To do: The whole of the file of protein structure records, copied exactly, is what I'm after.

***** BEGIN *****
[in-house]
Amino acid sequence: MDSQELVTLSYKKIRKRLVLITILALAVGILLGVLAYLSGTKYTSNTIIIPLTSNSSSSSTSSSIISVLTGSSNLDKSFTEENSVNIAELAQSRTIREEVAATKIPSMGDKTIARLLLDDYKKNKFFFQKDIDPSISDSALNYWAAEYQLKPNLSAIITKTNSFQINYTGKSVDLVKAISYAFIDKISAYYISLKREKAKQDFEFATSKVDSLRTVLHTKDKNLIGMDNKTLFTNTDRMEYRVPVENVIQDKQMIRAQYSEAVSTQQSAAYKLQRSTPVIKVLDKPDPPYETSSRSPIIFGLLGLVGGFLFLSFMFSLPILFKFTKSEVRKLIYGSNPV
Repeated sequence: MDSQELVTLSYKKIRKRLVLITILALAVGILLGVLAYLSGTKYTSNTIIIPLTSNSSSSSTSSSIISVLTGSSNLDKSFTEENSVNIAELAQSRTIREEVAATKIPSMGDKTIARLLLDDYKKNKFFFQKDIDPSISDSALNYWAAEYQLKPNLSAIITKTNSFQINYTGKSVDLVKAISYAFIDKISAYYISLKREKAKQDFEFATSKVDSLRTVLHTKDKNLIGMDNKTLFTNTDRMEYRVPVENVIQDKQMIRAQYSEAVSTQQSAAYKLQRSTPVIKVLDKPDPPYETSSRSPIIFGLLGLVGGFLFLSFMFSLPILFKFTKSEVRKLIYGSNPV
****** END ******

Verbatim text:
[in-house]
Amino acid sequence: MDSQELVTLSYKKIRKRLVLITILALAVGILLGVLAYLSGTKYTSNTIIIPLTSNSSSSSTSSSIISVLTGSSNLDKSFTEENSVNIAELAQSRTIREEVAATKIPSMGDKTIARLLLDDYKKNKFFFQKDIDPSISDSALNYWAAEYQLKPNLSAIITKTNSFQINYTGKSVDLVKAISYAFIDKISAYYISLKREKAKQDFEFATSKVDSLRTVLHTKDKNLIGMDNKTLFTNTDRMEYRVPVENVIQDKQMIRAQYSEAVSTQQSAAYKLQRSTPVIKVLDKPDPPYETSSRSPIIFGLLGLVGGFLFLSFMFSLPILFKFTKSEVRKLIYGSNPV
Repeated sequence: MDSQELVTLSYKKIRKRLVLITILALAVGILLGVLAYLSGTKYTSNTIIIPLTSNSSSSSTSSSIISVLTGSSNLDKSFTEENSVNIAELAQSRTIREEVAATKIPSMGDKTIARLLLDDYKKNKFFFQKDIDPSISDSALNYWAAEYQLKPNLSAIITKTNSFQINYTGKSVDLVKAISYAFIDKISAYYISLKREKAKQDFEFATSKVDSLRTVLHTKDKNLIGMDNKTLFTNTDRMEYRVPVENVIQDKQMIRAQYSEAVSTQQSAAYKLQRSTPVIKVLDKPDPPYETSSRSPIIFGLLGLVGGFLFLSFMFSLPILFKFTKSEVRKLIYGSNPV